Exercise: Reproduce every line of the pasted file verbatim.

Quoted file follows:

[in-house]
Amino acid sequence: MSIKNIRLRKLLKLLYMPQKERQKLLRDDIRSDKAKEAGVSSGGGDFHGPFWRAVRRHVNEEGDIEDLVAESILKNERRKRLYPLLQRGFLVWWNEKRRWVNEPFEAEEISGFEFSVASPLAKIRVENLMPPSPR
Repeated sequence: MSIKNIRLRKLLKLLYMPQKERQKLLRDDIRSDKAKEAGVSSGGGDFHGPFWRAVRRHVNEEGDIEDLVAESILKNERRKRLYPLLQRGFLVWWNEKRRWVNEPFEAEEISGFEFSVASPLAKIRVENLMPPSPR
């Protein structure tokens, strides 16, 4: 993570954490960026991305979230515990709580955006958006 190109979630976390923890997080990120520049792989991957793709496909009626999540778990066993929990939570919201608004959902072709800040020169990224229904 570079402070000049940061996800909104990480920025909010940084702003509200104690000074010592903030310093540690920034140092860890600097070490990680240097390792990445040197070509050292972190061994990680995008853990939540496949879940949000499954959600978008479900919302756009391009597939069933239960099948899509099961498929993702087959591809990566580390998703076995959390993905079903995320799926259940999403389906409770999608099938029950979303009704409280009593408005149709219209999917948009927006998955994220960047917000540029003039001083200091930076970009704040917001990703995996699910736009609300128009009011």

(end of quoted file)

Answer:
[in-house]
Amino acid sequence: MSIKNIRLRKLLKLLYMPQKERQKLLRDDIRSDKAKEAGVSSGGGDFHGPFWRAVRRHVNEEGDIEDLVAESILKNERRKRLYPLLQRGFLVWWNEKRRWVNEPFEAEEISGFEFSVASPLAKIRVENLMPPSPR
Repeated sequence: MSIKNIRLRKLLKLLYMPQKERQKLLRDDIRSDKAKEAGVSSGGGDFHGPFWRAVRRHVNEEGDIEDLVAESILKNERRKRLYPLLQRGFLVWWNEKRRWVNEPFEAEEISGFEFSVASPLAKIRVENLMPPSPR
């Protein structure tokens, strides 16, 4: 993570954490960026991305979230515990709580955006958006 190109979630976390923890997080990120520049792989991957793709496909009626999540778990066993929990939570919201608004959902072709800040020169990224229904 570079402070000049940061996800909104990480920025909010940084702003509200104690000074010592903030310093540690920034140092860890600097070490990680240097390792990445040197070509050292972190061994990680995008853990939540496949879940949000499954959600978008479900919302756009391009597939069933239960099948899509099961498929993702087959591809990566580390998703076995959390993905079903995320799926259940999403389906409770999608099938029950979303009704409280009593408005149709219209999917948009927006998955994220960047917000540029003039001083200091930076970009704040917001990703995996699910736009609300128009009011």